xXx: Return of Xander Cage
The last forty minutes of the movie do come together in a pretty diverting way.
Earlier this year, GKIDS released a restored version of Studio Ghibli’s rarely-seen and masterful “Only Yesterday,” and they end the year in a similar fashion, digging into the vaults to present U.S. viewers with an animated drama from one of the most important film companies in history (now in limited release in NY).
“Ocean Waves” was broadcast on Japanese television in the early ‘90s, but has been hard to find in the United States since then. Reportedly sprung to life as an opportunity for some of the younger animators at Ghibli to spread their wings, “Ocean Waves” is the first Ghibli film not directed by Hayao Miyazaki or Isao Takahata, although one can see the fingerprints of both gentlemen on the final product. With an incredibly short running time (72 minutes) and deceptively simple story, “Ocean Waves” could feel like a footnote in the Ghibli story but it features qualities of its own as well. It’s a delicate, well-told drama that may lack the depth of something like “Only Yesterday” but proves that Miyazaki and Takahata’s students were listening to their teachers.
Directed by Tomomi Mochizuki and written by Kaori Nakamura (from a novel by Saeko Himuro), “Ocean Waves” is a story of memory and love. Taku is a young man at a train station in Tokyo when he spots a familiar face on another platform. Could it be Rikako, the young woman who changed his life in school just a few years prior? The film then flashes back to Taku’s time in school, focusing on the new girl who shakes everyone up. Taku first spots Rikako through the eyes of his friend Yutaka, who spotted the alluring young woman through a window. Her back is to the window now and so Taku has to take his friend’s opinion of her as fact. He’s immediately seeing this person through the eyes of his friend, which makes it even harder for him to later admit he has feelings for Rikako, for fear that it will break his friendship with Yutaka.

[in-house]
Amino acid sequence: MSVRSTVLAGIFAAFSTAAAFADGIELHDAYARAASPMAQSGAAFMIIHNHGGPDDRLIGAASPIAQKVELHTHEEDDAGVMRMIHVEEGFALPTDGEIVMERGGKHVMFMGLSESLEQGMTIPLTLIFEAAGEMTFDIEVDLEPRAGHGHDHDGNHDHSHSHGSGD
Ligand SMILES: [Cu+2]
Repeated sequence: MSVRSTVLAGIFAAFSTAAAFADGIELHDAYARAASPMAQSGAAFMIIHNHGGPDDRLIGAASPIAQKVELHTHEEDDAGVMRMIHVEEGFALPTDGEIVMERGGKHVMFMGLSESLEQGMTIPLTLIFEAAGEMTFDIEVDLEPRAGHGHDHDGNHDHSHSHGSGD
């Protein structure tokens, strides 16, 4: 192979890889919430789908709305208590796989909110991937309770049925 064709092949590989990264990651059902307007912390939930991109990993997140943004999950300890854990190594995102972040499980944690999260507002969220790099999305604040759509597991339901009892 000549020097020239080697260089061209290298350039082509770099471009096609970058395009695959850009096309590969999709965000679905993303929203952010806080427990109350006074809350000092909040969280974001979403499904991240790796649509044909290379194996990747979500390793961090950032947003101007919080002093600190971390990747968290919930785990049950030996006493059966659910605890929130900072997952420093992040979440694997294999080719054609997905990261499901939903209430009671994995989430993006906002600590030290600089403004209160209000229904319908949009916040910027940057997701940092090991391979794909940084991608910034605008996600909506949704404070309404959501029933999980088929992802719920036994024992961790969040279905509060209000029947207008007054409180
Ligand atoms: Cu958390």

Yes, the people known for masterful fantasies like “Princess Mononoke” and “Spirited Away” made a love triangle drama. It’s an even more gentle and often uneventful film than its description might lead you to believe. It’s an episodic tale of encounters between Rikako and Taku. There’s a school trip to Hawaii during which Rikako loses her money and asks to borrow some. There’s a fateful trip to Tokyo in which Rikako tries to find her father, and Taku ends up tagging along. There’s a lot of slapping. An argument could be made that if “Ocean Waves” weren’t animated and starred three CW stars it would be a dull mess.
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